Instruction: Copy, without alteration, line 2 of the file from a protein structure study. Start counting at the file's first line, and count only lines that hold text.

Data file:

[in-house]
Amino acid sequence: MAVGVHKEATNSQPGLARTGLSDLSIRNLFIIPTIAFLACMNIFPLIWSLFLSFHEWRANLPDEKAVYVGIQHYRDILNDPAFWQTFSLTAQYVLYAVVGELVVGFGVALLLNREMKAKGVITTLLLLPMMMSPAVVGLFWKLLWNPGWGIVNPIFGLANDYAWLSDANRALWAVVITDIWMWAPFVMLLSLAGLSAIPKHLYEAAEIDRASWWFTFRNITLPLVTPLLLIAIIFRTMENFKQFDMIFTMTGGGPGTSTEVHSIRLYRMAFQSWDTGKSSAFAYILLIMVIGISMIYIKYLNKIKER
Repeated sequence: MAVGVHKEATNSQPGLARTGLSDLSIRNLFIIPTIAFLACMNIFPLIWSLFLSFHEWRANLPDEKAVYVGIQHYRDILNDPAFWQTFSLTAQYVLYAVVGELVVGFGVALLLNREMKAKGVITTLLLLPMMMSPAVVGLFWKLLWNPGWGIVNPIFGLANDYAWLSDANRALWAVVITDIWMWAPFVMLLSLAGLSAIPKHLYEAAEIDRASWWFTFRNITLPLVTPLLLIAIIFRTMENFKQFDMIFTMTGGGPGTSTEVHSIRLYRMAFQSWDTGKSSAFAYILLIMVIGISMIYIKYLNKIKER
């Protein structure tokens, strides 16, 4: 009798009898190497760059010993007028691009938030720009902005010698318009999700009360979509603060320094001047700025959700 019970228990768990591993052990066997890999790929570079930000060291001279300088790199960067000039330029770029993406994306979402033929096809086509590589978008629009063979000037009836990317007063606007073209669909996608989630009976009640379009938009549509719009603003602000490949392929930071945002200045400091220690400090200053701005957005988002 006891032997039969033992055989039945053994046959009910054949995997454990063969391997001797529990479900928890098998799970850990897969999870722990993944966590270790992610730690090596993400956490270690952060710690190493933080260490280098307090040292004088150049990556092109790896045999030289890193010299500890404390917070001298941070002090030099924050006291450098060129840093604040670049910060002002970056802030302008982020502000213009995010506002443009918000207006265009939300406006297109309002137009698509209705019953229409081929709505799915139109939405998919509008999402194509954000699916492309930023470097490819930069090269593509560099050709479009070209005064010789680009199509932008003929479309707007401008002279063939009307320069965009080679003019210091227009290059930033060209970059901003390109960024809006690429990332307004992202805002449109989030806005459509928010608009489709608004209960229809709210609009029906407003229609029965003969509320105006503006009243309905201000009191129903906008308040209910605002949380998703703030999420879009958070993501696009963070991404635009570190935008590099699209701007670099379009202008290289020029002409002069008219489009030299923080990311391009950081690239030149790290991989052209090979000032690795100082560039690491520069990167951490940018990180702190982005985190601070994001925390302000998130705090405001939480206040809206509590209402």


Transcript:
Amino acid sequence: MAVGVHKEATNSQPGLARTGLSDLSIRNLFIIPTIAFLACMNIFPLIWSLFLSFHEWRANLPDEKAVYVGIQHYRDILNDPAFWQTFSLTAQYVLYAVVGELVVGFGVALLLNREMKAKGVITTLLLLPMMMSPAVVGLFWKLLWNPGWGIVNPIFGLANDYAWLSDANRALWAVVITDIWMWAPFVMLLSLAGLSAIPKHLYEAAEIDRASWWFTFRNITLPLVTPLLLIAIIFRTMENFKQFDMIFTMTGGGPGTSTEVHSIRLYRMAFQSWDTGKSSAFAYILLIMVIGISMIYIKYLNKIKER